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JPNC trying to prove it has right to sue city, developer over project at former Home for Little Wanderers site

Posted by Matt Rocheleau  February 5, 2013 05:32 PM

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The Jamaica Plain Neighborhood Council is arguing that it is a “municipal board” and thus has the right to continue with its attempt to sue the city’s Zoning Board of Appeals and a local developer over a project that would raze the Home for Little Wanderers complex along South Huntington Avenue to build housing.

The lawsuit filed in Suffolk County Superior Court on Dec. 19 alleges that Boston Residential Group did not provide sufficient evidence to obtain zoning variances from the city for its project proposed for 161 South Huntington Ave.

The complaint also says that the city’s seven-member zoning board “exceeded its authority” and “acted with gross negligence, bad faith, or malice,” when it granted the four variances to the developer at a public hearing in mid-November.

The defendants in the case, the city’s zoning board and the developer, submitted a motion on Jan. 8 asking that the case be dismissed because the neighborhood council is not a municipal board.

In matters of zoning, only certain entities have legal standing to bring such a case forward, said Jeffrey Wiesner, an attorney at Stern Shapiro Weissberg & Garin LLP and a member of the neighborhood council who is representing the group in the lawsuit.

Typically, someone closely impacted by a project, like a direct abutter, could file such a lawsuit, he said. A municipal board or officer could also file such a complaint.

In a response to the defendants’ motion, the neighborhood council argues that it is a “municipal board” and, thus, its lawsuit has legal standing and should be allowed to continue.

“[The] defendants make this argument even though the JPNC's duties and responsibilities concerning zoning matters are set forth in the [Boston Zoning] Code and despite the fact that for more than 30 years, the JPNC has performed, and continues to perform, a regular and integral role in the City of Boston's zoning appeal process for the Jamaica Plain Neighborhood District,” said the response submitted on Jan. 22. “It is these factors that give the JPNC the status of a ‘municipal board’ within the meaning of the [Boston Zoning] Code and standing to bring this action.”

Obtaining the zoning variances in November was the project’s last permitting hurdle, clearing the way for the developer to construct an apartment building with 196 units and around 156 parking spaces.

The plans call for demolishing three buildings on the 3.5-acre site, including the 98-year-old Knight Children’s Center special education school building, a well-known facility that the nonprofit Home for Little Wanderers recently vacated.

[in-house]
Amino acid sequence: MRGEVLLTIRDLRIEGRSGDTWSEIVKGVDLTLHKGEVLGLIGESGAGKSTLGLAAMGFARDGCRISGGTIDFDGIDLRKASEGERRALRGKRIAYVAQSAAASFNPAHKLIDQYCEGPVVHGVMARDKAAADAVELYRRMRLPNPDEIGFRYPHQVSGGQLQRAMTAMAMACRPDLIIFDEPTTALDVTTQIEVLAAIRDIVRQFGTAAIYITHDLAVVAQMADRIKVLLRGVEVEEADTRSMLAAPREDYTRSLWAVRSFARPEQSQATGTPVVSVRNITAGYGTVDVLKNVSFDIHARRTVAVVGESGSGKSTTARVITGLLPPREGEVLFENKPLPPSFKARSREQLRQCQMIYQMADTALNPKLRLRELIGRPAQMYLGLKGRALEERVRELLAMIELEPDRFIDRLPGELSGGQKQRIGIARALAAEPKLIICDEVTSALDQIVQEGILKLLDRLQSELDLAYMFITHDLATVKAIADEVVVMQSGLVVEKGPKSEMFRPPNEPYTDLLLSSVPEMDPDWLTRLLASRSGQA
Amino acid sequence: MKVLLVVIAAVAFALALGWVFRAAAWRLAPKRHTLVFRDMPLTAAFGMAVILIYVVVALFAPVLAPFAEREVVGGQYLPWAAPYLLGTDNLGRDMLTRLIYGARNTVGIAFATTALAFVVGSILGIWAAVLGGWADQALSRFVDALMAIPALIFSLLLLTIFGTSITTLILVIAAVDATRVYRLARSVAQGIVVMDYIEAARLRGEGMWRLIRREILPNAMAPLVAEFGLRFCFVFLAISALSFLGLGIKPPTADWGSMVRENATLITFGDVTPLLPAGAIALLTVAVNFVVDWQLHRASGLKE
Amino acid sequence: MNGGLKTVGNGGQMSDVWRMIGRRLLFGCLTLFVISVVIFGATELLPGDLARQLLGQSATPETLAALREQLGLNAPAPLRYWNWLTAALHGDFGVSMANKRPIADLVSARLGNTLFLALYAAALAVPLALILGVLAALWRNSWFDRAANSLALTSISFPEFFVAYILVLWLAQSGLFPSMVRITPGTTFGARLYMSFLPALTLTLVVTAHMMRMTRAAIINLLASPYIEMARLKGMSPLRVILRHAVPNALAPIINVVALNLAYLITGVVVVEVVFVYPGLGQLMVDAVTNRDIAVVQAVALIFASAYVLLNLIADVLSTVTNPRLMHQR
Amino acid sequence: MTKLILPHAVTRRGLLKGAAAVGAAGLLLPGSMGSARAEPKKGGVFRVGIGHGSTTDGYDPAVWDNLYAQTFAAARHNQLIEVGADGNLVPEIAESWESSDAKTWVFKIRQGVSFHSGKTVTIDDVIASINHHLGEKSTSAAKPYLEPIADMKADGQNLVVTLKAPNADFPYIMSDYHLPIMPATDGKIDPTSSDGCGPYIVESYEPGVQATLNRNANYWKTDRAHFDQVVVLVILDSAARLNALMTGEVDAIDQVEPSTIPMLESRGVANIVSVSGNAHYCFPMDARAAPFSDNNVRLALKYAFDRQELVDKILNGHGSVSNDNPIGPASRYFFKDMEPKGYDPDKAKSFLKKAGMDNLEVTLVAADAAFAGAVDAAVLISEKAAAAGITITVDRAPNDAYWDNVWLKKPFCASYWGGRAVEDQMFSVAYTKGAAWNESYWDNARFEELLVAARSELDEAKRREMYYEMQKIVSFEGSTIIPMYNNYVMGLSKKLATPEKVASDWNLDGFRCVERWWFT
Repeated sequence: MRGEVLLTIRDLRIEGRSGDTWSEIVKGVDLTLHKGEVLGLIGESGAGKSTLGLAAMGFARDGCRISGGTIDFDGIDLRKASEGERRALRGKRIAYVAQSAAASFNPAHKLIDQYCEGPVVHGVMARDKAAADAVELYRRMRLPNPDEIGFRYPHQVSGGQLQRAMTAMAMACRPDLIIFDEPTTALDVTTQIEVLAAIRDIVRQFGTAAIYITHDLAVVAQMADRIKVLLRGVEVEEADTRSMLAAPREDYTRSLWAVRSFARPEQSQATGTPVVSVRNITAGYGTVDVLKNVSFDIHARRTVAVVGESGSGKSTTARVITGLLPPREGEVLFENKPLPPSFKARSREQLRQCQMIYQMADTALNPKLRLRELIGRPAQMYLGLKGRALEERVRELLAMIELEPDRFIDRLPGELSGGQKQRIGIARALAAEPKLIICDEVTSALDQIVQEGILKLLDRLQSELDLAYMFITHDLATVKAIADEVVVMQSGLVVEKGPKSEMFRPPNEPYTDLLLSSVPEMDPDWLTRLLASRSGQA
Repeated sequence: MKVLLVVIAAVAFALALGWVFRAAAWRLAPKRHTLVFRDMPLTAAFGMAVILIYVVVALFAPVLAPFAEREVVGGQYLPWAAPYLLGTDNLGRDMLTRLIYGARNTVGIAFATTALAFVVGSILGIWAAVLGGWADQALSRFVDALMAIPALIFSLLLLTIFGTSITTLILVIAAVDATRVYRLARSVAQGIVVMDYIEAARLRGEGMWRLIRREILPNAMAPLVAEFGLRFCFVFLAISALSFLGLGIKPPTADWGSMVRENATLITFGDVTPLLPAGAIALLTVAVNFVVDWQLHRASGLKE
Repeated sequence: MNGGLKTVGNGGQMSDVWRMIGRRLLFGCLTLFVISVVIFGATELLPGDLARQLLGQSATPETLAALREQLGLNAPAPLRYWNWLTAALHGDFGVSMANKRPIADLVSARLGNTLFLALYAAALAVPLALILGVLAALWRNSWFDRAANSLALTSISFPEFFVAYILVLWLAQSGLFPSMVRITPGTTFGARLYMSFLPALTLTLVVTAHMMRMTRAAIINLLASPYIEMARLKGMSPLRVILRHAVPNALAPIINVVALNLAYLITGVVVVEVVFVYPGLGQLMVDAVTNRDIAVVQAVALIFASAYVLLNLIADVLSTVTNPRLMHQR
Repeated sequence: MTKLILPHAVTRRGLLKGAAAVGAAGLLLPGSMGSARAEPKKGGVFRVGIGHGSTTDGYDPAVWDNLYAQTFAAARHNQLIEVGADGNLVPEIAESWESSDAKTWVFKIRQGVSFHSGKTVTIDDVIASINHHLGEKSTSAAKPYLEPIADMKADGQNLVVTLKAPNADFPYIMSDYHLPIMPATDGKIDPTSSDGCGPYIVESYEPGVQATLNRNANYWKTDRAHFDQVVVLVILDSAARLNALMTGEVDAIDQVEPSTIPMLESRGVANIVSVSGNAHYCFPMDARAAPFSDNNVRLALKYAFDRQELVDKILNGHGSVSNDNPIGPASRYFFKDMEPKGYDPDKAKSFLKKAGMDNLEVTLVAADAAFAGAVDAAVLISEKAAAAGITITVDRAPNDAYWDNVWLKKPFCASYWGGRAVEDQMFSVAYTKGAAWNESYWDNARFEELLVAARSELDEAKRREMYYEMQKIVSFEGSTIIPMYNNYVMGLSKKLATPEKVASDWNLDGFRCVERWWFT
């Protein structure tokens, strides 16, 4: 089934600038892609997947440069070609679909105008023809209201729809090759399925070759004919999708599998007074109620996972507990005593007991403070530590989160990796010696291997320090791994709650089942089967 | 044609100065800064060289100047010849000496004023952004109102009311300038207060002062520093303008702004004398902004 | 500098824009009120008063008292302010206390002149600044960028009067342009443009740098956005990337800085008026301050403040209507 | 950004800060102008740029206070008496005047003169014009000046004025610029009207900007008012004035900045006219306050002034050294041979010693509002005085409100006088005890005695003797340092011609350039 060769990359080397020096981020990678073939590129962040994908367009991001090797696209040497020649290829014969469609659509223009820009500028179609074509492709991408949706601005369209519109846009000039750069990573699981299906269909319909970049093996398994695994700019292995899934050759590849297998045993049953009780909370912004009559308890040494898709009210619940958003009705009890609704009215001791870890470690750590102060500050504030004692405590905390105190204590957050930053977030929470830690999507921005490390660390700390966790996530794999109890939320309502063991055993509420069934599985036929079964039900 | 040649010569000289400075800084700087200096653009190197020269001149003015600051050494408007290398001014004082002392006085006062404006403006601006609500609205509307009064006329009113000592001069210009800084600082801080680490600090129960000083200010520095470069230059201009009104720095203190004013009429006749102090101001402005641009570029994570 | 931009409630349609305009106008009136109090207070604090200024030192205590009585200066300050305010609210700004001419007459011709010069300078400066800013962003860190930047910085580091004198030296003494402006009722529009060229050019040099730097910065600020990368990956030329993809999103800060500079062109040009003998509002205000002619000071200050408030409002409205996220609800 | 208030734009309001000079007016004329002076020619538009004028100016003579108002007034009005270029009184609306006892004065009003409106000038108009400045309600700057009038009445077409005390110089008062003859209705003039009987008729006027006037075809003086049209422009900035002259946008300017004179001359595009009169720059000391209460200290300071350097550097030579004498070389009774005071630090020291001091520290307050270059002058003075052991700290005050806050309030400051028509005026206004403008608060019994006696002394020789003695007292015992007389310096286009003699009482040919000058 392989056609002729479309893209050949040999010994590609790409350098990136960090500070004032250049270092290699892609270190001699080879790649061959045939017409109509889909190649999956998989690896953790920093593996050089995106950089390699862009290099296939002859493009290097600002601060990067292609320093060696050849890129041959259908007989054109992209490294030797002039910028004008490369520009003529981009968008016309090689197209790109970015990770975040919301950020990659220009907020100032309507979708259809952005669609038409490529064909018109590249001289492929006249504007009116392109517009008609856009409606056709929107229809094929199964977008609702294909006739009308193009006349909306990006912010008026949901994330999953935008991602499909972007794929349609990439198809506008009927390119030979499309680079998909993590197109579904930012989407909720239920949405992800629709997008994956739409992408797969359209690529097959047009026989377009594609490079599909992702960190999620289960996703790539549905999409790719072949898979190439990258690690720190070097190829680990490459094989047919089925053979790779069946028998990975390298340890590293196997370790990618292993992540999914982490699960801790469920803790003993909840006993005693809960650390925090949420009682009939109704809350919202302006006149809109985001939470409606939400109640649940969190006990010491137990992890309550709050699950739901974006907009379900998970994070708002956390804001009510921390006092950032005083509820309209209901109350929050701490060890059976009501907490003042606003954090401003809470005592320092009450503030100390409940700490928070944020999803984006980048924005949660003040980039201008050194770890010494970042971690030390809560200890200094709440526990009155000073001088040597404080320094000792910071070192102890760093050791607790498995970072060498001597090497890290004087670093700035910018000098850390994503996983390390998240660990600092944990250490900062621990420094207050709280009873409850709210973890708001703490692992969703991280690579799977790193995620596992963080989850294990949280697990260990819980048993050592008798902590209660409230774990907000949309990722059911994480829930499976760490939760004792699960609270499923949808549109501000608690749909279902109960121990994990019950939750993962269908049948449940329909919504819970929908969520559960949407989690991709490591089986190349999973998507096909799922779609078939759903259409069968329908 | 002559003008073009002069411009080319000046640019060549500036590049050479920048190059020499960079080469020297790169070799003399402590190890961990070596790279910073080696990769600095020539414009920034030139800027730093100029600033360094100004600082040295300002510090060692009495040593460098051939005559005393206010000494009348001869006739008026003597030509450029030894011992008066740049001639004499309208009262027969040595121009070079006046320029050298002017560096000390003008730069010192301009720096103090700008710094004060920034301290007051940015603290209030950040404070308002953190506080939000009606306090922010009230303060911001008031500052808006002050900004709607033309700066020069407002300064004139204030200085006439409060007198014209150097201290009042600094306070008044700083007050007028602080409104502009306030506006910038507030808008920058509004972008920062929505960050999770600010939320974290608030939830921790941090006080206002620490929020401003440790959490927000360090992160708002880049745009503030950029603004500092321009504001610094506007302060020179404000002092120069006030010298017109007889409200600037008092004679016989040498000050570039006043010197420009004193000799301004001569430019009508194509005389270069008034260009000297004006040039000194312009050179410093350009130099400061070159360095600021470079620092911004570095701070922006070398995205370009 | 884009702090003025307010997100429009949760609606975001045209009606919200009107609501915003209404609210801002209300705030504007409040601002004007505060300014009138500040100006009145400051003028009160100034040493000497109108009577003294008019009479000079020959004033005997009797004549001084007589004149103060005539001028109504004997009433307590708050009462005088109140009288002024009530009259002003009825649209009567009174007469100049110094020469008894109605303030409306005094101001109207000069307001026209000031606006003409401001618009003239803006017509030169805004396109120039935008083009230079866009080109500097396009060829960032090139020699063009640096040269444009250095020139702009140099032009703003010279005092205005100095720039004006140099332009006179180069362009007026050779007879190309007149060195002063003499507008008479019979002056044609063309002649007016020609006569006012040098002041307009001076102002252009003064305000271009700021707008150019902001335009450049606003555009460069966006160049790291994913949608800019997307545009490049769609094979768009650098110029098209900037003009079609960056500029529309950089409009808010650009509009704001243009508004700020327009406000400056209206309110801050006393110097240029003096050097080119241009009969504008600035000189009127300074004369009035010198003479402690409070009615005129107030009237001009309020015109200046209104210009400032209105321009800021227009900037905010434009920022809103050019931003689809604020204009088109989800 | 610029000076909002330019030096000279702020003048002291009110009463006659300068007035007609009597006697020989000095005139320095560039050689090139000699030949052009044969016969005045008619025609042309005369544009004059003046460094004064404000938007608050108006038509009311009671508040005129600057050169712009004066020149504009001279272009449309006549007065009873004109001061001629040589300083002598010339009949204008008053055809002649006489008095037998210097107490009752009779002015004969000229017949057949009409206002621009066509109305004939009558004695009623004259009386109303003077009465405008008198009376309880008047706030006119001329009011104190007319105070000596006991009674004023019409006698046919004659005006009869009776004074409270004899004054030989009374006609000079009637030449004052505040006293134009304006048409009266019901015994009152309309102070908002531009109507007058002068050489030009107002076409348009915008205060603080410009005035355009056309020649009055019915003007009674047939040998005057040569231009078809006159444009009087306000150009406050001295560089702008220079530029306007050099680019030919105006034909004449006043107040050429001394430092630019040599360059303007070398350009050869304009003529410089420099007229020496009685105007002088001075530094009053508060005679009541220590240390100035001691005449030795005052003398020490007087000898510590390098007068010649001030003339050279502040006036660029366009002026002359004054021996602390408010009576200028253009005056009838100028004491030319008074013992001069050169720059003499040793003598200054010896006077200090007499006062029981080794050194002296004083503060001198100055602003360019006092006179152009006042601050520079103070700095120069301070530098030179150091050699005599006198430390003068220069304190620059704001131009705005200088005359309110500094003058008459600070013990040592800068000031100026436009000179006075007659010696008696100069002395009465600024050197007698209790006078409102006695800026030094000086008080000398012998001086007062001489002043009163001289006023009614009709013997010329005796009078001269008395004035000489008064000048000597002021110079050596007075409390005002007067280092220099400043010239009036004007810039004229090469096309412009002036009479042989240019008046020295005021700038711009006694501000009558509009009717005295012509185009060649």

Construction on the project at 161 S. Huntington is scheduled to begin in April and the building should be ready for occupancy by spring 2014, officials have said. But, the ongoing litigation could delay progress on the project.

The lawsuit requests that, if the court agrees with the plaintiff, the variances granted by the zoning board be overturned at that the defendants cover the plaintiff’s legal costs.

Curtis Kemeny, president and CEO of the Boston Residential Group said in a statement that his company expects to win the legal battle.

“We have a strong case and a strong team, and have prepared a forceful response to the JPNC appeal,” Kemeny said. “We expect to prevail in court.”

The city declined to comment Tuesday.

“The city does not comment on pending litigation,” spokesman John Guilfoil said.

But city officials said in December that they were confident that the zoning board’s decision will be upheld in court.

“This $75 million private investment in Jamaica Plain will add new housing opportunities for families, including 30 affordable units, and will add vitality to the area,” city spokeswoman Susan Elsbree said in an e-mailed statement one day after the lawsuit was filed. “We hope the lawsuit is expeditiously resolved.”

Boston Residential Group’s project has been criticized by some neighbors whose concerns include that the development would be too large would have too few affordably priced units.

Similar concerns have been expressed over another nearby proposal for 105A S. Huntington, which is under city review and calls for clearing a 1.1.-acre wooded lot to build a 12-story, 195-unit building with a parking garage and retail.

Both of the proposed development sites are located along a stretch of South Huntington where other recent changes and proposals have stirred controversy between residents of JP and nearby Mission Hill.

Most opposition to the projects has come from Jamaica Plain residents, while most support has come from residents of Mission Hill.

The debate has led city redevelopment officials to launch a study of current and potential future uses for the area.

E-mail Matt Rocheleau at
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